Discussions on all aspects of the First World War not covered in the other sections. Hosted by Terry Duncan.
- Posts: 887
- Joined: 11 Feb 2009 18:20
- Location: Clocktown
an opinion piece on Jan Smuts by Saul Dubow, professor of Commonwealth history at Cambridge University.
https://www.nytimes.com/2019/05/18/opin ... frica.html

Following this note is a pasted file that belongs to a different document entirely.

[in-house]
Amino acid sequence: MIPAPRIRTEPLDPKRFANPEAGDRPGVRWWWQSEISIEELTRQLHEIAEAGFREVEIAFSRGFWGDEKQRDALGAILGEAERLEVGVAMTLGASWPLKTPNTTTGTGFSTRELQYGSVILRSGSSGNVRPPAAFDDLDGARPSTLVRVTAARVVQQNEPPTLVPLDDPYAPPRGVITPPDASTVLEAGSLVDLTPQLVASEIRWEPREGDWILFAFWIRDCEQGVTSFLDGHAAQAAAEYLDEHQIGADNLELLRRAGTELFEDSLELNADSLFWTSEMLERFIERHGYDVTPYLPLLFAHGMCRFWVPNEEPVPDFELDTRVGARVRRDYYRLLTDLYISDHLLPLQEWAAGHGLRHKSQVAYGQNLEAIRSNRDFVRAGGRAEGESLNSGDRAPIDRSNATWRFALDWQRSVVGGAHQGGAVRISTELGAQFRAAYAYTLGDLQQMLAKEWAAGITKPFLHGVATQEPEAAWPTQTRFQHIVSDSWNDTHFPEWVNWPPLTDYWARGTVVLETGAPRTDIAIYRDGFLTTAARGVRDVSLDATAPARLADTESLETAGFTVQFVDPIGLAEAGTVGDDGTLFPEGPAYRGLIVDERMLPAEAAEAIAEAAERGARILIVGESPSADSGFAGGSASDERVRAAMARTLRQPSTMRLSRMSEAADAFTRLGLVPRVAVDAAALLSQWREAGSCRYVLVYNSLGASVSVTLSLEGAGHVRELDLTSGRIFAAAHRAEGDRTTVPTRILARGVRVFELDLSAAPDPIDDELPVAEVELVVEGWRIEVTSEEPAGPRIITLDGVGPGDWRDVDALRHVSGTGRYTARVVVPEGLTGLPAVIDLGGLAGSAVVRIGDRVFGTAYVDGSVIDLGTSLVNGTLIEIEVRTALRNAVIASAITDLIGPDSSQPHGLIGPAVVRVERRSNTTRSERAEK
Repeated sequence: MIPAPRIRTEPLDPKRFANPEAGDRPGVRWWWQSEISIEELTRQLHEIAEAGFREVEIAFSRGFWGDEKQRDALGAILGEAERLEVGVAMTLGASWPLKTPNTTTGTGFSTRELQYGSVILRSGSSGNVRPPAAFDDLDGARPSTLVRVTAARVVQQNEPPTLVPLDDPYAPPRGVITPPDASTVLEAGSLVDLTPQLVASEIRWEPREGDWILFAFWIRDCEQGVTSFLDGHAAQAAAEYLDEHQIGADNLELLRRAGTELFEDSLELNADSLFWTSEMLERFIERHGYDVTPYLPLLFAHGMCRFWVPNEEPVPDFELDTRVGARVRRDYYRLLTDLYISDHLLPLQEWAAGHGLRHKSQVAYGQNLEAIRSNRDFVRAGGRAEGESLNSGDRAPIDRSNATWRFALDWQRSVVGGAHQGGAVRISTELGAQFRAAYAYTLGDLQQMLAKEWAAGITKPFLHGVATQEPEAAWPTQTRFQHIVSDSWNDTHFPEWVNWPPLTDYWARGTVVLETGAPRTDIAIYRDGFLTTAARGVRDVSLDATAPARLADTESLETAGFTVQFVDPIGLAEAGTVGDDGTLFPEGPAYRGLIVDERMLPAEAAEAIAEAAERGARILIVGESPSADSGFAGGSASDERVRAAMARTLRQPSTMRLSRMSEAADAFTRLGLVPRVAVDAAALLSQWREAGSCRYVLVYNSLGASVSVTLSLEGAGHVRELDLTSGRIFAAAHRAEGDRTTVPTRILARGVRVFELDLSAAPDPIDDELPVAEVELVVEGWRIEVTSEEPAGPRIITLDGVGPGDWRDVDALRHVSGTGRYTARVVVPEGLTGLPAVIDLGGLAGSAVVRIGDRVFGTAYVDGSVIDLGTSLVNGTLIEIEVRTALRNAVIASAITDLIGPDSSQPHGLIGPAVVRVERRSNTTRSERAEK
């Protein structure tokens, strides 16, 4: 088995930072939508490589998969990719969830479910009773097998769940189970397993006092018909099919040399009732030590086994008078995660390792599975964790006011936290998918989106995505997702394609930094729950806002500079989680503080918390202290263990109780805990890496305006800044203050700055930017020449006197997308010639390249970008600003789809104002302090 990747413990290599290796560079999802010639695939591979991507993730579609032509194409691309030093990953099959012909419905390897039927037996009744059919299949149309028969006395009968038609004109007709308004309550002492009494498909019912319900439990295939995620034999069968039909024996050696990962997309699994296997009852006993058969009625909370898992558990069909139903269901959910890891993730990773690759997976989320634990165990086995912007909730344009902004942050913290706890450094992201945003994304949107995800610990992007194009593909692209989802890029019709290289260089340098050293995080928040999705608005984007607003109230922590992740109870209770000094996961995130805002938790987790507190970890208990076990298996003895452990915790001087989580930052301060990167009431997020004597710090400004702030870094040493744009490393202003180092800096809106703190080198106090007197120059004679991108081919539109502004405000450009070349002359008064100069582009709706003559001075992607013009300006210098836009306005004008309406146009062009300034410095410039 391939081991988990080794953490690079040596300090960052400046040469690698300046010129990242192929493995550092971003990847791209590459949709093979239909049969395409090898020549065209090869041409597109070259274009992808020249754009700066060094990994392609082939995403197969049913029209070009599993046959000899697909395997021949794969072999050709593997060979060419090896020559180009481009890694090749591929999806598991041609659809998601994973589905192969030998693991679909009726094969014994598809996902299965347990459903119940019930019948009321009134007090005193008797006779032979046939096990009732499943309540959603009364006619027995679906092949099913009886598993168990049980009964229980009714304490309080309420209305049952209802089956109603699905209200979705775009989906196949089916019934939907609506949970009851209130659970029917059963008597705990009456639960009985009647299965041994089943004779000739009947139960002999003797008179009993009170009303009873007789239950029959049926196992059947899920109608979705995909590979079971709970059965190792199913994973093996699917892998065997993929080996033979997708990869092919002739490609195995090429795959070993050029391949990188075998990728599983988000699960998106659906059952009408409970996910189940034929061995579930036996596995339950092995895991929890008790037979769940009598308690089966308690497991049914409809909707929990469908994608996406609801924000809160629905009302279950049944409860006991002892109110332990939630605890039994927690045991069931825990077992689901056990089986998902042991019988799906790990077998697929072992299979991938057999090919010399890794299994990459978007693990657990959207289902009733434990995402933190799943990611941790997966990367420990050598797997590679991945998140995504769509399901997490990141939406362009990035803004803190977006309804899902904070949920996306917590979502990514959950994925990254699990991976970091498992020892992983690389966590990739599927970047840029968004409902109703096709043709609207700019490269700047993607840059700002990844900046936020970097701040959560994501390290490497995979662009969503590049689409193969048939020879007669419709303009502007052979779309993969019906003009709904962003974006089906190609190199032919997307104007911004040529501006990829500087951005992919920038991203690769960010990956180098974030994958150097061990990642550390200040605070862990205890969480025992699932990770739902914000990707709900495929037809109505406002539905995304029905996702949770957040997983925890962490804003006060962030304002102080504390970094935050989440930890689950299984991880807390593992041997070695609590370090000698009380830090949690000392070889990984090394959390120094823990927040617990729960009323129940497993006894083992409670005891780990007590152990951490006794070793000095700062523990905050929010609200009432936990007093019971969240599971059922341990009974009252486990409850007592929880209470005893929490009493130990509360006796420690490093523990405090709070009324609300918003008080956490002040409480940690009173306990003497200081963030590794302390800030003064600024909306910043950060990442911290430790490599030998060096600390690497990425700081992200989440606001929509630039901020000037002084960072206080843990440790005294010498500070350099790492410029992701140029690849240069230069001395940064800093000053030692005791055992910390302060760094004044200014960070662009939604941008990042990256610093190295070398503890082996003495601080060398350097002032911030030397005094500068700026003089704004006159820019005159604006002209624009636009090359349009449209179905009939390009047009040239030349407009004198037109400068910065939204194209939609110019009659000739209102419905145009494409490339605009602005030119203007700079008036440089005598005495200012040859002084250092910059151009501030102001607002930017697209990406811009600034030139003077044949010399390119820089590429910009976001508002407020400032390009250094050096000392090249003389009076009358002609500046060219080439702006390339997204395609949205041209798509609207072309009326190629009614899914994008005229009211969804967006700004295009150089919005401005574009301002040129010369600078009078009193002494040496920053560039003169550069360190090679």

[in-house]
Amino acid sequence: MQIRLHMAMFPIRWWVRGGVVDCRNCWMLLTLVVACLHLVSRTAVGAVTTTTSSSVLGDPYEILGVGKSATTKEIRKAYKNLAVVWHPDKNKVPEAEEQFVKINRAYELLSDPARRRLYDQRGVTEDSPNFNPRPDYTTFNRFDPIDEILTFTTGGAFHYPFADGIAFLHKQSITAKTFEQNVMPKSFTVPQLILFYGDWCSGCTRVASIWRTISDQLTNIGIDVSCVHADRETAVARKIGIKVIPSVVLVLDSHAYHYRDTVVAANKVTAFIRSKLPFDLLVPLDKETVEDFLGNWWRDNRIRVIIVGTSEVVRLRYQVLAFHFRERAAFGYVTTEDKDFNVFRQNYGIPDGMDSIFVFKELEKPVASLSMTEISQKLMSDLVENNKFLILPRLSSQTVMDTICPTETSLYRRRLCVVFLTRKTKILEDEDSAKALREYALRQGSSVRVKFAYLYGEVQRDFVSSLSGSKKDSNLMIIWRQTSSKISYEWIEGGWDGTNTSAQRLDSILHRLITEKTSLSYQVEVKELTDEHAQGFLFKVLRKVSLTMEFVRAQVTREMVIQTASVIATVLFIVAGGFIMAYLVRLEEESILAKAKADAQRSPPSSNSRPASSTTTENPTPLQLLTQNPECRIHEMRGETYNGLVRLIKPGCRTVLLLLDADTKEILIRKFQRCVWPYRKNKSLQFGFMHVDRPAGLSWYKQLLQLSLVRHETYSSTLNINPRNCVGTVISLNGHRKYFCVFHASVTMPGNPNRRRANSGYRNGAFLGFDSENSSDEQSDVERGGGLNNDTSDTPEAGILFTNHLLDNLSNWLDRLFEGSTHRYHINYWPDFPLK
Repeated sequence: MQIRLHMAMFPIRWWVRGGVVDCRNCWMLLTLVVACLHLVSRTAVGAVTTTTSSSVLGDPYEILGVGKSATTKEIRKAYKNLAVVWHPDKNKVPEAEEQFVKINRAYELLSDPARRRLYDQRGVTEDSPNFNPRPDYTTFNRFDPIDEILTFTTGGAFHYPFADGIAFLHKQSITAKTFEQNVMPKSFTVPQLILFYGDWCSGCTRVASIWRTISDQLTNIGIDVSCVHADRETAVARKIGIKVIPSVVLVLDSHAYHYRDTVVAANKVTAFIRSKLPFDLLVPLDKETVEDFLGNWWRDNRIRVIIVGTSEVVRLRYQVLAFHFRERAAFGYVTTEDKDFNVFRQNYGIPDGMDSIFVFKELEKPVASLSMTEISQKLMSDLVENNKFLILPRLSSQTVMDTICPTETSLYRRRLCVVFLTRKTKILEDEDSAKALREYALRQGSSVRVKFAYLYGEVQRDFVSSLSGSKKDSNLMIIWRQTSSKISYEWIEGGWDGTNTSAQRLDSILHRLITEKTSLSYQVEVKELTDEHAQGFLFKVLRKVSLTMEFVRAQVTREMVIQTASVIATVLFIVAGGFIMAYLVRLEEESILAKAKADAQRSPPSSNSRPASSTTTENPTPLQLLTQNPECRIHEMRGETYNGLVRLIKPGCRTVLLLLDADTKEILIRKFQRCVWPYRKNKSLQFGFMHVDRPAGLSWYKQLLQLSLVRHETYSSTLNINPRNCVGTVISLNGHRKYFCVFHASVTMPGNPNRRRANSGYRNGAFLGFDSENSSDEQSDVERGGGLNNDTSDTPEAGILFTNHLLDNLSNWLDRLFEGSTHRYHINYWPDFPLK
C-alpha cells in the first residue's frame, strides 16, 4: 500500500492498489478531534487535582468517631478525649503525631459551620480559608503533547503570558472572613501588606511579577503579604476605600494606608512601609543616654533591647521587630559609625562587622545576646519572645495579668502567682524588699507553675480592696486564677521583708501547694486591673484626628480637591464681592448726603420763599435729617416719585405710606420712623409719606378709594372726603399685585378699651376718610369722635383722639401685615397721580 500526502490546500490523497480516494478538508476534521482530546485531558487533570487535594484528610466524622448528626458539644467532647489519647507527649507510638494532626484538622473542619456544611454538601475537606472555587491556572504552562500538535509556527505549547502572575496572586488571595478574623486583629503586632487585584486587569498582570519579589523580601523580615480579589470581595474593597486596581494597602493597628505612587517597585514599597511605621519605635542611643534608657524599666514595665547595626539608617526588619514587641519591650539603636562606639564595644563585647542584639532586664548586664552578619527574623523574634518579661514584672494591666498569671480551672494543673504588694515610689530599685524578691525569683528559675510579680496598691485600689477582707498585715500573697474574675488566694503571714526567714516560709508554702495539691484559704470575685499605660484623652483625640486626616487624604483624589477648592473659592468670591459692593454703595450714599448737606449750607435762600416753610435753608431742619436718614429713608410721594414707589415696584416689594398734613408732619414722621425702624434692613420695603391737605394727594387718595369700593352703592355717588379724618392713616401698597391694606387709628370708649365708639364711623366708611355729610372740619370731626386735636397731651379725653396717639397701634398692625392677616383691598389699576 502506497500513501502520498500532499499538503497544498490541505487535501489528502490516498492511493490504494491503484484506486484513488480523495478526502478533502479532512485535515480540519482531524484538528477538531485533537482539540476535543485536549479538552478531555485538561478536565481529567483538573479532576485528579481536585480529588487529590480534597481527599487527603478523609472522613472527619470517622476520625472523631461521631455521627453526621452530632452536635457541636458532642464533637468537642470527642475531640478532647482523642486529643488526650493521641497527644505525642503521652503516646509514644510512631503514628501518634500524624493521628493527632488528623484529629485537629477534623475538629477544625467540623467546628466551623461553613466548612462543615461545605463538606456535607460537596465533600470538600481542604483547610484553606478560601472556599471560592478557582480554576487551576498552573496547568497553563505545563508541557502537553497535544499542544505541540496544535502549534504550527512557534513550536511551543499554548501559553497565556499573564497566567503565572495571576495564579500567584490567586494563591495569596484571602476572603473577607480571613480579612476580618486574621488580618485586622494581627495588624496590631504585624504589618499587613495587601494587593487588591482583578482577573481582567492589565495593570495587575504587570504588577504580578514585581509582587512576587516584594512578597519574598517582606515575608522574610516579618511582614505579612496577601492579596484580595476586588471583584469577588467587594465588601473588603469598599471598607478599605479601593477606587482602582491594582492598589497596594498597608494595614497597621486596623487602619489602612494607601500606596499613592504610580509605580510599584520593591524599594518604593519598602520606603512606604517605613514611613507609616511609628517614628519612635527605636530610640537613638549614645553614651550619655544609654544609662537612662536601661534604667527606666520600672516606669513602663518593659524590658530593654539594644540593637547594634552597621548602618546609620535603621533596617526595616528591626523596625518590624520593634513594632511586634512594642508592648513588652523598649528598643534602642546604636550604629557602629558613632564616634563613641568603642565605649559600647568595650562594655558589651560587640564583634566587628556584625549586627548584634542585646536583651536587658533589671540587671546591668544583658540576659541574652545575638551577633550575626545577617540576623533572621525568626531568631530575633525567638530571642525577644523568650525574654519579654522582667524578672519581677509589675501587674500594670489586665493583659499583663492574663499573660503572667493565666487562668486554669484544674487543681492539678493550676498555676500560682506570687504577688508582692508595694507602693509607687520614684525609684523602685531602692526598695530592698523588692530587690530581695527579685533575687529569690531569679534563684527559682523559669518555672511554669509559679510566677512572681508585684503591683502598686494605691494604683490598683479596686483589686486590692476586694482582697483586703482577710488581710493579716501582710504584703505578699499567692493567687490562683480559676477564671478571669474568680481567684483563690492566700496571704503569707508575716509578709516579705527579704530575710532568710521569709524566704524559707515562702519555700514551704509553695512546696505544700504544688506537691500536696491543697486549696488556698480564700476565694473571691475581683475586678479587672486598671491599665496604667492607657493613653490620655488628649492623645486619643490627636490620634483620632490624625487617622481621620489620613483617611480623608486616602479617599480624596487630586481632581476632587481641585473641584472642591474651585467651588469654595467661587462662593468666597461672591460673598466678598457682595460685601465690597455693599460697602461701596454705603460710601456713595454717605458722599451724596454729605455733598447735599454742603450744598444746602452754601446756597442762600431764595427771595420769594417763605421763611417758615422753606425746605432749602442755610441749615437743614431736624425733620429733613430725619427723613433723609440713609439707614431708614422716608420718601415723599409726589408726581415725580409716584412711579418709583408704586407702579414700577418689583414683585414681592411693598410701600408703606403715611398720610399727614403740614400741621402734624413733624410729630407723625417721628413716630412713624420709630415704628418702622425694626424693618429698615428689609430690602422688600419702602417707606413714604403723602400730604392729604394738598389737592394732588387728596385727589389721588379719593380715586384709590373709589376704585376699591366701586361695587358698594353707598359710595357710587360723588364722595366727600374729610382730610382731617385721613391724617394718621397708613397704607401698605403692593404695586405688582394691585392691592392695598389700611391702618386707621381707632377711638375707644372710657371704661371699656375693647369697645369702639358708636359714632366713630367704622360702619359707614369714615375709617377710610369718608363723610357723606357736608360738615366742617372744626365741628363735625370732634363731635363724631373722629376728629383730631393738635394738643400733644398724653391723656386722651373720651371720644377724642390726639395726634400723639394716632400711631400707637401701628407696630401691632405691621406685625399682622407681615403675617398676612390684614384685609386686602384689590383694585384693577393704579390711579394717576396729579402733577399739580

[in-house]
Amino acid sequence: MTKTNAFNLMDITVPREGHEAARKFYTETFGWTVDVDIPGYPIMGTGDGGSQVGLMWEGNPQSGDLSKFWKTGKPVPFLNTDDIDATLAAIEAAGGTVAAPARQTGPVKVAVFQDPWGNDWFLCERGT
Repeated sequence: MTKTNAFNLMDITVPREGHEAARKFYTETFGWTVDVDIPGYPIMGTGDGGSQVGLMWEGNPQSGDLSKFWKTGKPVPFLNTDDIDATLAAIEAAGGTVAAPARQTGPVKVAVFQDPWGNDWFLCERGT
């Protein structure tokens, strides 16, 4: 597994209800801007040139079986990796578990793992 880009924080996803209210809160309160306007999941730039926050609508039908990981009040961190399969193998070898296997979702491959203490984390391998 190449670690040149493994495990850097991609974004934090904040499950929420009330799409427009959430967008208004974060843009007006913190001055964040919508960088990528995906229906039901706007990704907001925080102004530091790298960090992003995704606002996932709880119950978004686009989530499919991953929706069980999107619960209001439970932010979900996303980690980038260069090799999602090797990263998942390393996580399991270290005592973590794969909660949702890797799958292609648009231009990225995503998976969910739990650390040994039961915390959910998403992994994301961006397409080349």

The ranks of diplomats gathered in Paris during the spring of 1919 included a most unusual member of the British imperial delegation: a youthful South African politician and general named Jan Christiaan Smuts. One of his country’s founding figures and a leading force behind the formation of the British Commonwealth, the League of Nations and the United Nations, Smuts helped shape the emergence of the post-World War II liberal order — even though, all the while, he helped craft segregationist white rule in South Africa. How did he reconcile his promotion of human rights abroad and suppression of them at home? And how should we weigh this complicated, flawed but important figure, a century later?